Triumph 1800/2000 Roadster
Reviewed by Unique Cars and Parts
Our Rating: 4
A Desperate Britain
The flamboyance of the Triumph 1800 and 2000 Roadsters of 1947 was in stark contrast to the state of Britain at the time. Londoners had to queue up for coal rations and the country was enduring unrelieved austerity. Politicians were appealing for a return to the 'Dunkirk spirit'. Britain desperately needed money. Each of these cars, and every other British make, were produced first and foremost for sale overseas.
The number available to Britons was restricted by the Government. At the end of 1949, there were unfulfilled domestic orders for 500,000 to 750,000 new cars. A cartoon of 1950 showed a husband saying to his wife as a car pulls up outside their house, 'Good heavens! I'd forgotten we'd ordered a car six years ago.'
Don't Think You've Been Forgotten
'Don't think you've been forgotten,' Austin Cars advertised. 'We are looking forward as eagerly as you to the day when we shall be allowed to supply you, and meantime we crave your indulgence and commend your patience.' Their patience paid off. In those few years, Britain became the largest exporter of motor vehicles in the world - and Australia was its biggest customer, buying 64,000 vehicles in 1949 compared to 25,000 in Canada and 5000 in the USA.
The Triumph appealed to the single young. Its pre-war dickie-seat might have once been nick-named the 'mother-in-law seat', but few in-laws would have sat in the Triumph's. The 1800 was for going to dances and to the pictures. The stars of Bill Collins' Golden Years were at their peak - Humphrey Bogart in 'Key Largo', Elizabeth Taylor in 'Little Women', and Bing Crosby and Bob Hope were in their fifth Road' movie - 'Road to Rio'. Crosby's crooning, Frank Sinatra, the Andrew Sisters and 'Hit Parades' were available at the click of a switch to those motorists who could afford the luxury of a car radio - with valves - as was the quick-witted Jack Davey and the irreverent Roy Rene. For those for whom the 'hits' had no appeal, the popular Australian baritone, Peter Dawson, returned to Australia to tour in 1949, singing old favourites like 'On the Road to Mandalay' and 'The Sergeant Major's on Parade.'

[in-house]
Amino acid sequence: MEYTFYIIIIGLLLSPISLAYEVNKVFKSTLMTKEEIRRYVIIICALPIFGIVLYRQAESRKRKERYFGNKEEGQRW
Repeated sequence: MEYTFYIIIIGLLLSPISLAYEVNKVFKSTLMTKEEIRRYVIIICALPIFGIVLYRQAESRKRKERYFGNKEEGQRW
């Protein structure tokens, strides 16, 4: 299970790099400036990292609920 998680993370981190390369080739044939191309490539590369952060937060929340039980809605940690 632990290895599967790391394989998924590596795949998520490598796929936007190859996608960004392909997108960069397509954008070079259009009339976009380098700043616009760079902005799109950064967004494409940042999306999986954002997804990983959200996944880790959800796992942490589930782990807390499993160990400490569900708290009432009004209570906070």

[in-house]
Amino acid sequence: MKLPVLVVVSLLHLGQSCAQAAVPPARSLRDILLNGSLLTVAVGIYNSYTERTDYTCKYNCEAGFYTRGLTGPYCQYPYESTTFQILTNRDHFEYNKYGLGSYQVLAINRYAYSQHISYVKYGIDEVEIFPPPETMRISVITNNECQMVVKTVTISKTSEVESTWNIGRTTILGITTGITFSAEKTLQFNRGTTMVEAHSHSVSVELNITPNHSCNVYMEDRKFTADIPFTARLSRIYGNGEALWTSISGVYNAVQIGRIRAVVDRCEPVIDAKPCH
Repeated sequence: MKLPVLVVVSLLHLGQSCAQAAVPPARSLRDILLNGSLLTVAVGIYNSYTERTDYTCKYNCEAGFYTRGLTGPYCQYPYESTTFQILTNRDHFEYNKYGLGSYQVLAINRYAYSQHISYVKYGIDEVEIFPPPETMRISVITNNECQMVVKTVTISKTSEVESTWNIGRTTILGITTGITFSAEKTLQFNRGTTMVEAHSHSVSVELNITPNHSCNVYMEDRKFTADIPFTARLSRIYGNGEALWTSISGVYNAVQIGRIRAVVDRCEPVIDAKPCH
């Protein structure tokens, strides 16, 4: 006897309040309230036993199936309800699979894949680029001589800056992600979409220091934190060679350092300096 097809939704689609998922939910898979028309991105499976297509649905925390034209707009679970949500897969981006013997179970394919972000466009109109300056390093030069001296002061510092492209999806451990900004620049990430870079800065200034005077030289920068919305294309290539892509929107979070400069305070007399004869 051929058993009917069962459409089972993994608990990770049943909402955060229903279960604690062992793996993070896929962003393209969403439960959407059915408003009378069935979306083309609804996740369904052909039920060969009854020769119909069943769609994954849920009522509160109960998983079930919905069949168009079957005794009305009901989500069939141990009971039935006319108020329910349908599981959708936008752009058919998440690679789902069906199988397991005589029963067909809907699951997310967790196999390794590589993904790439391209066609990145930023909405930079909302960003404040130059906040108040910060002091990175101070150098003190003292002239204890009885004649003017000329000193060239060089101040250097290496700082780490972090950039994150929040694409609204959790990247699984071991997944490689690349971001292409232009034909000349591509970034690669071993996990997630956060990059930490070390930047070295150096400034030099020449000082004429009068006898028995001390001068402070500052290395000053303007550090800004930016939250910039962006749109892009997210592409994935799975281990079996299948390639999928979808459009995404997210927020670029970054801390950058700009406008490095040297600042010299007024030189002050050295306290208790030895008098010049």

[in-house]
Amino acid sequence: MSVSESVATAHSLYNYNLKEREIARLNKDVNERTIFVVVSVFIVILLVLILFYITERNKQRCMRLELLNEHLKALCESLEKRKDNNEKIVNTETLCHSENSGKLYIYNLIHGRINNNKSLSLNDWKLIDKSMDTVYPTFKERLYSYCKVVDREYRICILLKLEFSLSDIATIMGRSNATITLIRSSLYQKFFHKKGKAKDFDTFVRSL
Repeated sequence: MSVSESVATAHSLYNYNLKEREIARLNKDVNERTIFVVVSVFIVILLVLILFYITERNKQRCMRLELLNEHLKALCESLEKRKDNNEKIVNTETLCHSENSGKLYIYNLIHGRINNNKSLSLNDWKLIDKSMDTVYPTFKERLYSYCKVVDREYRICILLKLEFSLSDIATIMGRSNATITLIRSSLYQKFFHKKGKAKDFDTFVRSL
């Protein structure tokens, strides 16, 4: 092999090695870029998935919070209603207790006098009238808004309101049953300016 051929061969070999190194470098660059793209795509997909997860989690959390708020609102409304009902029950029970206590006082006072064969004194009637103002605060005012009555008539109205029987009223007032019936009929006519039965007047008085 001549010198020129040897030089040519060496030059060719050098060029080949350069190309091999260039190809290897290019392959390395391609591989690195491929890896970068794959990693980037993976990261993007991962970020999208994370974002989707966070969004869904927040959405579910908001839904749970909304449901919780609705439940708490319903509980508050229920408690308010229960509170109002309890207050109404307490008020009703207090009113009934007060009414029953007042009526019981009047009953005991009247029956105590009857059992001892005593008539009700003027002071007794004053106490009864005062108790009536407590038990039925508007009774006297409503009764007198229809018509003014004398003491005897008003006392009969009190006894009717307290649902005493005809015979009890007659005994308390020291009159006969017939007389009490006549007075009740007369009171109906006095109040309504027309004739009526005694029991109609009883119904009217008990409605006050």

The Triumph 1800 Roadster
First unveiled in 1946 the Triumph 1800 Roadster was created from a strange cocktail of pre-war styling with classic 50's detailing. The new model shared its mechanical items with the 1800 saloon including a column shift gearchange. The 1800 Roadster body consisted of rounded front wings which swept into the 30's style lines, large separate headlamps, a traditional radiator
shell and a three seater driver / front passenger compartment, complete with triple windscreen wipers.
The most distinctive feature was the rear boot (trunk) which contained two small occasional seats. The boot lid consisted of two panels, one of which folded up to form a small windscreen for the rear passengers. The 1800 Roadster was not a great sales success and probably owes much of its collectors status to the British TV detective series, Bergerac. The main character of the TV show could be seen driving a burgundy Roadster around the channel island of Jersey.